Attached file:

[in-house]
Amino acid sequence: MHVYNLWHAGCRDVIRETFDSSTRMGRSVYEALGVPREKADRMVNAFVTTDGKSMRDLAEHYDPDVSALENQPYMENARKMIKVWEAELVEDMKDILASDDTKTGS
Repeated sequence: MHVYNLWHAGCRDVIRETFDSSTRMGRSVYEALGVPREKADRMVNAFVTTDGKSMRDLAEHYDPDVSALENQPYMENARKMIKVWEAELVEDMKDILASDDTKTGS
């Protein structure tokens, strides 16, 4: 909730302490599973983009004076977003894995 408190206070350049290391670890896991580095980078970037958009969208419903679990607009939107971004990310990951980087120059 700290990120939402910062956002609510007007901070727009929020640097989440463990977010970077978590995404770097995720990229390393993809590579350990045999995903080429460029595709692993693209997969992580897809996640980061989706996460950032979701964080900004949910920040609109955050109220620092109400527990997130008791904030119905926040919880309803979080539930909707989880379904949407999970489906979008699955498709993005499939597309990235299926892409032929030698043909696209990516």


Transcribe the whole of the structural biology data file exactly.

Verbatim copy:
[in-house]
Amino acid sequence: MHVYNLWHAGCRDVIRETFDSSTRMGRSVYEALGVPREKADRMVNAFVTTDGKSMRDLAEHYDPDVSALENQPYMENARKMIKVWEAELVEDMKDILASDDTKTGS
Repeated sequence: MHVYNLWHAGCRDVIRETFDSSTRMGRSVYEALGVPREKADRMVNAFVTTDGKSMRDLAEHYDPDVSALENQPYMENARKMIKVWEAELVEDMKDILASDDTKTGS
């Protein structure tokens, strides 16, 4: 909730302490599973983009004076977003894995 408190206070350049290391670890896991580095980078970037958009969208419903679990607009939107971004990310990951980087120059 700290990120939402910062956002609510007007901070727009929020640097989440463990977010970077978590995404770097995720990229390393993809590579350990045999995903080429460029595709692993693209997969992580897809996640980061989706996460950032979701964080900004949910920040609109955050109220620092109400527990997130008791904030119905926040919880309803979080539930909707989880379904949407999970489906979008699955498709993005499939597309990235299926892409032929030698043909696209990516």